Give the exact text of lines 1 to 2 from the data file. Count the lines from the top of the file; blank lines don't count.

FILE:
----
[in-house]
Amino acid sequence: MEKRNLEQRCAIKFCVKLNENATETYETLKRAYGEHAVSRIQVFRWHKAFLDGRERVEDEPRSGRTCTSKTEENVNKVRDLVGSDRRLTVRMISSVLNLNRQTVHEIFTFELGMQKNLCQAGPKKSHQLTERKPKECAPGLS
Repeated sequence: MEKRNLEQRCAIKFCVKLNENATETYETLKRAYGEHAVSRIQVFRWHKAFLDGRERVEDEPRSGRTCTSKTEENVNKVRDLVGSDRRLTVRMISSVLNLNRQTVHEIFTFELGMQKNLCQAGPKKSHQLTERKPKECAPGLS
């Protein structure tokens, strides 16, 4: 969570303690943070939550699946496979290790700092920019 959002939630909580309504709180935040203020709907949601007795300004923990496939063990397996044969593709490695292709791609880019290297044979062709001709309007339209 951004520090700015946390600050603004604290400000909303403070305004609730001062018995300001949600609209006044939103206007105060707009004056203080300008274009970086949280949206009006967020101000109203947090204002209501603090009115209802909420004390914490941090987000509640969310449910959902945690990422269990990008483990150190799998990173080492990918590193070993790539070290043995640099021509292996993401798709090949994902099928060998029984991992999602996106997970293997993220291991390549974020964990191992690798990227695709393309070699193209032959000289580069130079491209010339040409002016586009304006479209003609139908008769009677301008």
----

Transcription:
[in-house]
Amino acid sequence: MEKRNLEQRCAIKFCVKLNENATETYETLKRAYGEHAVSRIQVFRWHKAFLDGRERVEDEPRSGRTCTSKTEENVNKVRDLVGSDRRLTVRMISSVLNLNRQTVHEIFTFELGMQKNLCQAGPKKSHQLTERKPKECAPGLS